"How refreshing, in an age when popular music is all noise and indistinguishable lyrics, to be able to journey back with him to the heyday of swing and crooning. In a set lasting 85 minutes he manages to deliver some 25 numbers supported by his musical director and pianist, Nathan Martin. All delivered in his own intimate style.
His choice of material features plenty of Bacharach and David including ‘This Guy’s In Love With You’ and ‘Close to You’ as well as songs from Broadway shows and films – the anthem to life ‘I Gotta Be Me’ from Golden Rainbow is a tribute to Sammy Davis Jr while Camelot’s ‘If Ever I Would Leave You’ is sung with great feeling. By contrast, Williams swings the jaunty ‘Bonnie and Clyde’."
One of my favourite albums is a 1957 compilation from RCA called Mambo For Cats. I've never actually heard it. I'm just in love with the cover art. It's a classic design by graphic artist Jim Flora - the man responsible for some the best album covers of the 50s. I suppose that was my first introduction to art.
The Beatles understood the importance of a great cover, commissioning Jann Haworth and Peter Blake to conjure up the Sergeant Pepper collage. The boys were just as radical in 1968 with the White Album (perhaps a nod to Kazimir Malevich) and a year later with Abbey Road – a cover with no text. That was the work of art director John Kosh, who was also behind another favourite, ELO's Out Of The Blue. Its kaleidoscopic flying saucer always reminding me of that electronic game, Simon.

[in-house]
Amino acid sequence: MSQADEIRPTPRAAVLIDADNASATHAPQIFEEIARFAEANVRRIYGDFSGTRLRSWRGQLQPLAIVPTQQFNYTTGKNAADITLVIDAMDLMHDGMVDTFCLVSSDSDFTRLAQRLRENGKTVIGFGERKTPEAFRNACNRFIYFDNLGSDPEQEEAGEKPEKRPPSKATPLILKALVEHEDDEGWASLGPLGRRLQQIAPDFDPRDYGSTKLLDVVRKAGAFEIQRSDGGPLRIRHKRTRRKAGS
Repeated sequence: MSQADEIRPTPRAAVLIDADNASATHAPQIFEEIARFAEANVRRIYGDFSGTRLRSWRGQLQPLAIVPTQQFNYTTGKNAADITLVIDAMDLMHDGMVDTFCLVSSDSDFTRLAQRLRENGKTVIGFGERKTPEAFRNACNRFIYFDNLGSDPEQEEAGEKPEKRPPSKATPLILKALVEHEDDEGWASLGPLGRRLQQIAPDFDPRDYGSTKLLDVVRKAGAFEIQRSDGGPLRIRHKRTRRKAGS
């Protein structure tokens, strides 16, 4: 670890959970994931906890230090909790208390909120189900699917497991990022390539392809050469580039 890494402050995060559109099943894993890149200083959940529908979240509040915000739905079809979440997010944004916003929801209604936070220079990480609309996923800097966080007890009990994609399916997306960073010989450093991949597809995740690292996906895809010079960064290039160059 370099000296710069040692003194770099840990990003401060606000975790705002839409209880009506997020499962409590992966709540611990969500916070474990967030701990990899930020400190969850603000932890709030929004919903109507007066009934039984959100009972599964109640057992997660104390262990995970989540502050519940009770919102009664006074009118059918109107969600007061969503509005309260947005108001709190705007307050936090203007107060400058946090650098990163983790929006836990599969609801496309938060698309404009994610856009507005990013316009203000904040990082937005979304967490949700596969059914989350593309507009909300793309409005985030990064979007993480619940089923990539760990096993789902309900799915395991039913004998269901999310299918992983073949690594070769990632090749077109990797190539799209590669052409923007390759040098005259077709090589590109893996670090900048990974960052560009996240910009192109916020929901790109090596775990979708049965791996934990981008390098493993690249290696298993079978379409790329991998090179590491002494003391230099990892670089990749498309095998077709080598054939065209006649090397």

As a kid I'd sit listening to Fleetwood Mac's Rumours staring at the cover, admiring the fancy footstool and wondering why the man with a ponytail had a pair of balls hanging between his legs. I later learned they were toilet chains he'd nicked from a from club years earlier.
Treasure Seeker is my first album as a songwriter and I wanted it to look different to my other work. Through (Un)finished Works I found Portuguese artiste Mariana Baladia. I explained how Jon Nickoll and I created the songs, and after listening to the album, she got to work.
She came up with a fantasy concert at London's Savoy hotel, where Jon plays every week. The cover features me singing as my producer, Chris Traves, plays his trombone sitting on trumpet valves coming out of the neck of a gigantic double bass. On the back there's Jon playing his piano on keys which morph into the Savoy's tiled reception floor.
Through a window in the giant bass we see the chef in his kitchen sneaking a peek at this art deco, psychedelic spectacular. Inside, we see the rest of the orchestra, complete with violins and a very smart percussionist playing the triangle. The giant bass makes another appearance, this time as a swanky bar for the smart-set, enjoying the music and the Savoy's famous cocktails. It's quite a spectacle.